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The last 7th of October,the Fair Trade debate ‘Let’s build together the Fair Trade Puzzle’ finally took place in Brussels.

The team of WFTO-Europe and Oxfam-en-Action were both extremely enthusiastic, after months of hard work to organize this event.

Even if we had less people than expected, we are very satisfied, because in the end our efforts were well compensated by the great interest that students showed for the topics discussed, giving also a confirmation of the important role that this kind of debates play in raising awareness on Fair Trade.

Around fifty people, including national Fair Trade actors, students and young people from Brussels were present and contributed to make this debate informative and inspiring. The atmosphere was cosy and friendly, students felt comfortable in expressing their opinions and raising their doubts about the issues analysed.

Below you can find a wrap-up of what happened in each of the 4 discussion groups

  1. How to deal with North “FT” products?  (Emilie Durochat, Sophie Tack, Corentin Dayez)

People discussed about the fact that FT should also take care of local producers and promote local and organic purchases. Injustices due to unfair trading conditions are present in the North as well as in the Global South.

Taking the need of protecting farmers in Europe into account, Corentin Dayez from Oxfam-Magasin du monde, for instance, underlined that they are already selling North Fair Trade products, and promoting local organic baskets. The French Fair Trade Platform ( Plate-Forme Française pour le Commerce Equitable) started also to work on local Fair Trade in 2011, in partnership with French producers’ organization like the National federation of Organic agriculture  which were sharing common goals : to maintain agriculture in France, create jobs in the rural areas, to promote sustainable agricultural practices, etc. On this other side, consumers, citizens and Fair Trade actors were also interested to have a broader approach to Fair Trade, and to spread it to the French producers. The French Fair Trade Platform made official in June 2014 its national charter of “Local Fair Trade”, which identifies 14 key principles as an adaptation of the Fair Trade principles to the French and European context. To know more about this national charter: http://www.commercequitable.org/images/pdf/actus/charte%20du%20ce%20local.pdf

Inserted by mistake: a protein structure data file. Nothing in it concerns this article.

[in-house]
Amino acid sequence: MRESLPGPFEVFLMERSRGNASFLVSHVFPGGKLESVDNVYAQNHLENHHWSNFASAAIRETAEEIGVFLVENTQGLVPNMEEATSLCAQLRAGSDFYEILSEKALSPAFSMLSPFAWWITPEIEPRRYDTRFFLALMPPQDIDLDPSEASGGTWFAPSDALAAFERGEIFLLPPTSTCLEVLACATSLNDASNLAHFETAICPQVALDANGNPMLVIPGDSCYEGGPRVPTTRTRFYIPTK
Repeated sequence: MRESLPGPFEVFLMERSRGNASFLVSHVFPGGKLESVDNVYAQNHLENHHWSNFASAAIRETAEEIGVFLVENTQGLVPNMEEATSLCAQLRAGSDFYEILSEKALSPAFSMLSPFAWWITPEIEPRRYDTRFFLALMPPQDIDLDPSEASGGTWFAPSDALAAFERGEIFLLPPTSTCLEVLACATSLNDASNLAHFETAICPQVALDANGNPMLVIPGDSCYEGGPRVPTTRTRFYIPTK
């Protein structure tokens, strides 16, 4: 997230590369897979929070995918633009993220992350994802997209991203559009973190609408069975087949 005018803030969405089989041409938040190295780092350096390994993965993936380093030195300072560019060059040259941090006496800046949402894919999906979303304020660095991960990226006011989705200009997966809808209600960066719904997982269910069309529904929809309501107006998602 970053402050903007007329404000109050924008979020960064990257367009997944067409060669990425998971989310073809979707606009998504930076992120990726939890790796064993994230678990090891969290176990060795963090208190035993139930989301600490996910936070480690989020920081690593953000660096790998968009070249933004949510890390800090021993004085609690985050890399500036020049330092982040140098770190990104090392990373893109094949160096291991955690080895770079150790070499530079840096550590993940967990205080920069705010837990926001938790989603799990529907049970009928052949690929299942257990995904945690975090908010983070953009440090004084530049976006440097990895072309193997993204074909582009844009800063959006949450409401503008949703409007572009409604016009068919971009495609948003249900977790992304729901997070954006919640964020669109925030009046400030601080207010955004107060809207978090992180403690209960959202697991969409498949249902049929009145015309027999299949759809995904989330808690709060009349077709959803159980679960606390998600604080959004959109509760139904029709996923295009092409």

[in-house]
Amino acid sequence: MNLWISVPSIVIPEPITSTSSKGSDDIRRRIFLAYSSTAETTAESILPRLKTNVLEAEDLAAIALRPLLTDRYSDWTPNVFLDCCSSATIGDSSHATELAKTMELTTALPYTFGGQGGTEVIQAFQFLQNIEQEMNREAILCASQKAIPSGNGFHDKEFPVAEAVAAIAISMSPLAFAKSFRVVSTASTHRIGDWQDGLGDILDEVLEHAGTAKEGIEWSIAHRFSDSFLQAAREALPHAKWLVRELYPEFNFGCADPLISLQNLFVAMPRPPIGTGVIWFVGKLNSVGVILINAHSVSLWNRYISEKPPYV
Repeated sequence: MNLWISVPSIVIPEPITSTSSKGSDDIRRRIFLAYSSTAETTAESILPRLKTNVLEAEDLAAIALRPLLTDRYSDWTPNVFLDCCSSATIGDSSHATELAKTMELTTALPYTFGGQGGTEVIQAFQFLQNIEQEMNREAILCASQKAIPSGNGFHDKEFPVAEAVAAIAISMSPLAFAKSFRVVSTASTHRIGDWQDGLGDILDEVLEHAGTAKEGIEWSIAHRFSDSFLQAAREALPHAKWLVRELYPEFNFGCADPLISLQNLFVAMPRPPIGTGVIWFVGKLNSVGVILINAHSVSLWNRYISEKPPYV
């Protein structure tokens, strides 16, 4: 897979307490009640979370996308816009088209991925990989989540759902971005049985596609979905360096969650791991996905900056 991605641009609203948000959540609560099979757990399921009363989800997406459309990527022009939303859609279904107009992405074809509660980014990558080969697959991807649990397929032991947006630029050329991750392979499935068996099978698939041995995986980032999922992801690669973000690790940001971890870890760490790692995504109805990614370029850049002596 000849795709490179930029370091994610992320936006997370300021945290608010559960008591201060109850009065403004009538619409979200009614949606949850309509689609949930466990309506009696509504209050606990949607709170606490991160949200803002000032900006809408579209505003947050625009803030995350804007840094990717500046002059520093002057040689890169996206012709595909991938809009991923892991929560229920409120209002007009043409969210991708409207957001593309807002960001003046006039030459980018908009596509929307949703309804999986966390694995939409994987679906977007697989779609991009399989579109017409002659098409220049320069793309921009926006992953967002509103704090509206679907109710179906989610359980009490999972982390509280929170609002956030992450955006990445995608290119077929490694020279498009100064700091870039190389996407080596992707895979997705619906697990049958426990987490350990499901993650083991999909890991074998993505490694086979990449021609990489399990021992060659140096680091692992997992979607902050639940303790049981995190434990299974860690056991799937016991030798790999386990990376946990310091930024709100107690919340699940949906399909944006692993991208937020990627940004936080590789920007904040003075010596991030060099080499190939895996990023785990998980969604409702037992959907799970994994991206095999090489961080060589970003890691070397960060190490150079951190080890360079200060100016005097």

Agribusiness destroying South farmers is a quite recognized consequence of global competition, but European producers are affected too. Most of the consumers tend to think that we do not need to support North producers because they receive subsidies but 20% of the most industrials farmers receive 80% of the Common Agriculture Policy subsidies. So peasant in the North are facing double disadvantage: their way of producing respecting the environment costs more, but they have to enter the same market as very industrials ones. Second disadvantage the unfair market rule that does not take into account the externalities gets even worse because theses industrials receive subsidies that peasants do not get.

The environmental coherence is also important to be taken into account if the product comes from far away. So buy local, but if it comes from the South, make it fair!

2.       How can we convince citizens to buy Fair Trade? How can Fair Trade be promoted at local level?  (Gabriella D’Amico, Barbara Mrázková)

The national actors stressed that the first thing to convince citizen to buy Fair Trade is to explain the added value of a fair trade product that means also sometimes higher price. Higher prices are usually connected to better salaries for southern producers, rather than higher quality of the products too, environmental protection and better labour conditions.

Another powerful tool to promote Fair Trade at local level is to organise public events, such as FT fairs, FT breakfast, or National Days for FT (the WFTDay) in order to attract media’s attention and raise awareness among consumers. An important mean to promote Fair Trade, is to catch people attention in situations where they feel comfortable, and so to avoid for instance, promoting Fair Trade on the streets, where people are always rushing and are not keen to talk. It’s hard to have people attention when they are so much solicited. A useful suggestion can also be to organize local events in different places at the same time.

According to the participants, young people and also children are also a good target, as they are the customers of the future and usually curious about the world. Flash mobs, Fair Trade cartoons, school projects and movies are all useful tools to catch their attention.